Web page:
Motion Picture Association Attacks Tax Foundation Critique of Film Tax Subsidies

July 1, 2011

Last month, we reported that 37 states will offer film tax incentives in 2011, a drop from 40 states in 2010 and the first such drop since the trend began over a decade ago. The aggregate dollars paid out by states has also dropped, from $1.396 billion to $1.299 billion. I made the prediction that 2010 will remain the peak year, which was noted approvingly by, among others, The Economist magazine.

Within a day of our study’s release, the Motion Picture Association of America (MPAA) responded on their blog. This is not surprising, as most or all of the benefits of these film tax incentive programs accrue to the film and television production industry. Nevertheless, I respond one-by-one to their claims in this new commentary. Highlights:

  • While a Michigan study funded by state economic development officials found that the film credit program created new jobs, their own calculations show that the cost in credits paid out per new full-time equivalent (FTE) job was $91,593 in 2009 and $112,800 in 2010.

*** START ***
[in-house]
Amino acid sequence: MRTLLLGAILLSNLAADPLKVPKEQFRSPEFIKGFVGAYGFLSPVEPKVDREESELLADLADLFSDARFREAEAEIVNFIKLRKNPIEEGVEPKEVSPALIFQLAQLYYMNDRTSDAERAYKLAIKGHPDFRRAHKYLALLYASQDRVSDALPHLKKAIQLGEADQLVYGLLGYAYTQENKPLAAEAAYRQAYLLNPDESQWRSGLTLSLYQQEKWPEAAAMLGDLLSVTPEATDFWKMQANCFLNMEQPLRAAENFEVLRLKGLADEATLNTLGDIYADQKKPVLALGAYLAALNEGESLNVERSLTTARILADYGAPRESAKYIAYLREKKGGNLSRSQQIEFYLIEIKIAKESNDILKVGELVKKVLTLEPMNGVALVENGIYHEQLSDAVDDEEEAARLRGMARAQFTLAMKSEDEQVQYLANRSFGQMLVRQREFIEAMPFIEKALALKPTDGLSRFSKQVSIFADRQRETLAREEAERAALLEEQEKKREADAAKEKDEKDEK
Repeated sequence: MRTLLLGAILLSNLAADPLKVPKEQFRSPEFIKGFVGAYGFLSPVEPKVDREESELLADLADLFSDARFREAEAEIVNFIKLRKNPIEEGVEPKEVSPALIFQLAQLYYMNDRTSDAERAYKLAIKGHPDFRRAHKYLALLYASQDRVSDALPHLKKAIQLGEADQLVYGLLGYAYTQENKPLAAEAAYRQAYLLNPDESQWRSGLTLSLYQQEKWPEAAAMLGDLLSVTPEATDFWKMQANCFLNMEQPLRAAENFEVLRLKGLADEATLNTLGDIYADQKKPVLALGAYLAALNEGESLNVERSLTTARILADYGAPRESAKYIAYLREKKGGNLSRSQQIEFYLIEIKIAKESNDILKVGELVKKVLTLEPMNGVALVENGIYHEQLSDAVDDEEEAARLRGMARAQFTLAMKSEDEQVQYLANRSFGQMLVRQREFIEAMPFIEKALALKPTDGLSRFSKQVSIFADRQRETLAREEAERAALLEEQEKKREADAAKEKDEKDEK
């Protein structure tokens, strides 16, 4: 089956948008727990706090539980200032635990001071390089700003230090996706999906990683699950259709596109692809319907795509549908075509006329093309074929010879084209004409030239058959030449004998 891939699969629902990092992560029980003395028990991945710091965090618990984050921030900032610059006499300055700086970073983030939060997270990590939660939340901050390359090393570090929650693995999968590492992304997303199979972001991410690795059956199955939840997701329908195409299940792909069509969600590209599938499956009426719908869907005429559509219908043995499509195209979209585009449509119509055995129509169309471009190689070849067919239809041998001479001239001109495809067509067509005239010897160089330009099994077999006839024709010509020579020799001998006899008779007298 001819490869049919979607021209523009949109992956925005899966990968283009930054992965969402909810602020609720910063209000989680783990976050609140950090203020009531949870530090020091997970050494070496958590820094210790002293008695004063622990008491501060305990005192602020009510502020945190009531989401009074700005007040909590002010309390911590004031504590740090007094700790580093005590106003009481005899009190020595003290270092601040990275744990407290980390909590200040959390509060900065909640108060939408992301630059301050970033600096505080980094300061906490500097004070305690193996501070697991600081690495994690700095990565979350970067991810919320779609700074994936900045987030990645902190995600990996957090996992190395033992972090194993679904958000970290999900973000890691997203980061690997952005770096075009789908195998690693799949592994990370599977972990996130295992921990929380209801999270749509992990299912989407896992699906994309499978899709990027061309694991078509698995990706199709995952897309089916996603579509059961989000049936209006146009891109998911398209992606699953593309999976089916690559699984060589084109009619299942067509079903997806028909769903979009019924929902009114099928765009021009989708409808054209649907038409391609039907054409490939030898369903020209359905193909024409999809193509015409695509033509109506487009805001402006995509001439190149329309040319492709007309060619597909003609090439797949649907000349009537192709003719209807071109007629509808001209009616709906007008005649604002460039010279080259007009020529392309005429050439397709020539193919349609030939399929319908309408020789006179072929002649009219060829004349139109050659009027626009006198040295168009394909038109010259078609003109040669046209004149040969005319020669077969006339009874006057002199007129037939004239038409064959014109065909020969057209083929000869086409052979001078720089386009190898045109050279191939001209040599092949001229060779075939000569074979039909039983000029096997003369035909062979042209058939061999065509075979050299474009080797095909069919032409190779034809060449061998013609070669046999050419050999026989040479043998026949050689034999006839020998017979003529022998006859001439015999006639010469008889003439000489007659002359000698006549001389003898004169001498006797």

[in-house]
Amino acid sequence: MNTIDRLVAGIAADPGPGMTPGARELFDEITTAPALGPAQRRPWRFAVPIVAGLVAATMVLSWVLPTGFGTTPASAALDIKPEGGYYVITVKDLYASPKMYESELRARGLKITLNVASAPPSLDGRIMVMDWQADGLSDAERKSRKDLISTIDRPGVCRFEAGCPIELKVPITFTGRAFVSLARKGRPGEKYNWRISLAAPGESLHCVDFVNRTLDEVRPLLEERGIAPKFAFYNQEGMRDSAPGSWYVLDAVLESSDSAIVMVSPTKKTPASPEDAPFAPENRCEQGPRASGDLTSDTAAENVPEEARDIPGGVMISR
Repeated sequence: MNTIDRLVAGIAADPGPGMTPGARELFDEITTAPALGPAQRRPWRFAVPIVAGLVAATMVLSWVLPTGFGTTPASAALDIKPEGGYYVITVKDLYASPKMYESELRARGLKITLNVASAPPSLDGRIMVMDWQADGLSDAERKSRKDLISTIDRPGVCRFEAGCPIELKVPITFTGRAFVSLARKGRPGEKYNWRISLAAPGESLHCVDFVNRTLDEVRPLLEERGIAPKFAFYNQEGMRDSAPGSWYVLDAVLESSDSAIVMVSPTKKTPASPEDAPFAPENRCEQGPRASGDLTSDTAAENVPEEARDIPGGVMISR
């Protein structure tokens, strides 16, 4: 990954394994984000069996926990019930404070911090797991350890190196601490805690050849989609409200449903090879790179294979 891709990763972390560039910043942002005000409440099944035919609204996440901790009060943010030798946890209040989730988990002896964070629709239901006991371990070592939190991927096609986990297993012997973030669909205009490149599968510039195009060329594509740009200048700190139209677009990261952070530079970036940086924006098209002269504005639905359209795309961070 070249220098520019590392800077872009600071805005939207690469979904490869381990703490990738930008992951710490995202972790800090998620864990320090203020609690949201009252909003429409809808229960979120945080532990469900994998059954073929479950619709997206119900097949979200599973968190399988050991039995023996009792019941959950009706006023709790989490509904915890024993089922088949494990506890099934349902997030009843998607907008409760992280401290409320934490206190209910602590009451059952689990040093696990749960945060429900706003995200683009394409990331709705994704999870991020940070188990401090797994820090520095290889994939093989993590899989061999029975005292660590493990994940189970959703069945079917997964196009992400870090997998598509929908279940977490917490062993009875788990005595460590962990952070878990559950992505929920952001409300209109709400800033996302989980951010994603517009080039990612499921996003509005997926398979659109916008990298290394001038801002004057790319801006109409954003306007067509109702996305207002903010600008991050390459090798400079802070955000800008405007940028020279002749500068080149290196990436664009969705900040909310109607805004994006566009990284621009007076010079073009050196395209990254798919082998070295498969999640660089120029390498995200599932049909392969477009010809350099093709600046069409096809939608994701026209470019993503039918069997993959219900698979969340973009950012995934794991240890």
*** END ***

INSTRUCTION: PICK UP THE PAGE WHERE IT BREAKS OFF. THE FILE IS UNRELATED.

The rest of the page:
• The MPAA points to a New York study funded by state economic development officials and the MPAA itself, which found that $1 in film tax incentives generates over $17 in economic activity and $1.88 in new tax revenue. However, the report uses an inflated “multiplier” to produce these numbers, and further mistakenly assumes that all film-related activity in the state would be idle but for the credit.
  • The MPAA is correct that subsidizing film production results in more film production, but they stop the analysis there. Good public policy means going further to determine whether those benefits are worth the costs, including a discussion of opportunity costs (alternative uses of resources).
  • Independent studies unconnected with state economic development officials or the MPAA uniformly find that film tax incentives offer a poor return in tax revenue for every dollar of credit spent.
  • Film tax credits do not pay for themselves. While some benefits accrue to in-state filmmakers and suppliers, on the whole they are a net transfer from taxpayers to out-of-state production company beneficiaries.

Read the whole commentary here.

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